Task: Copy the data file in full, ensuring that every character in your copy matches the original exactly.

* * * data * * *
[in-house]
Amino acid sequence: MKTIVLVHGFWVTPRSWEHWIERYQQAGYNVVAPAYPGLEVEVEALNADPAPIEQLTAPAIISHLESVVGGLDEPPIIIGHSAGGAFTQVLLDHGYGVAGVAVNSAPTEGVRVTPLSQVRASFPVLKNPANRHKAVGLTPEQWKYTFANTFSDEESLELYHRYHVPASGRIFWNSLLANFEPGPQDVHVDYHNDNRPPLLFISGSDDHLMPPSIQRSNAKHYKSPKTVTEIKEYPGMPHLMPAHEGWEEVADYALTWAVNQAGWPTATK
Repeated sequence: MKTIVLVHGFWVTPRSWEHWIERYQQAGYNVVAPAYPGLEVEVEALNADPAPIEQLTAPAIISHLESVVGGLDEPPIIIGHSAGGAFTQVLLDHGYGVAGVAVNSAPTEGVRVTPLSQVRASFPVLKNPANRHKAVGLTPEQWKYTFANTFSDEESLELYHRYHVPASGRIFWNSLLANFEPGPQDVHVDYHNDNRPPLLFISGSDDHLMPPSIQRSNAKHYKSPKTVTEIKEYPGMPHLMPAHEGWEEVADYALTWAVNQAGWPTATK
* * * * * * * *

[in-house]
Amino acid sequence: MKTIVLVHGFWVTPRSWEHWIERYQQAGYNVVAPAYPGLEVEVEALNADPAPIEQLTAPAIISHLESVVGGLDEPPIIIGHSAGGAFTQVLLDHGYGVAGVAVNSAPTEGVRVTPLSQVRASFPVLKNPANRHKAVGLTPEQWKYTFANTFSDEESLELYHRYHVPASGRIFWNSLLANFEPGPQDVHVDYHNDNRPPLLFISGSDDHLMPPSIQRSNAKHYKSPKTVTEIKEYPGMPHLMPAHEGWEEVADYALTWAVNQAGWPTATK
Repeated sequence: MKTIVLVHGFWVTPRSWEHWIERYQQAGYNVVAPAYPGLEVEVEALNADPAPIEQLTAPAIISHLESVVGGLDEPPIIIGHSAGGAFTQVLLDHGYGVAGVAVNSAPTEGVRVTPLSQVRASFPVLKNPANRHKAVGLTPEQWKYTFANTFSDEESLELYHRYHVPASGRIFWNSLLANFEPGPQDVHVDYHNDNRPPLLFISGSDDHLMPPSIQRSNAKHYKSPKTVTEIKEYPGMPHLMPAHEGWEEVADYALTWAVNQAGWPTATK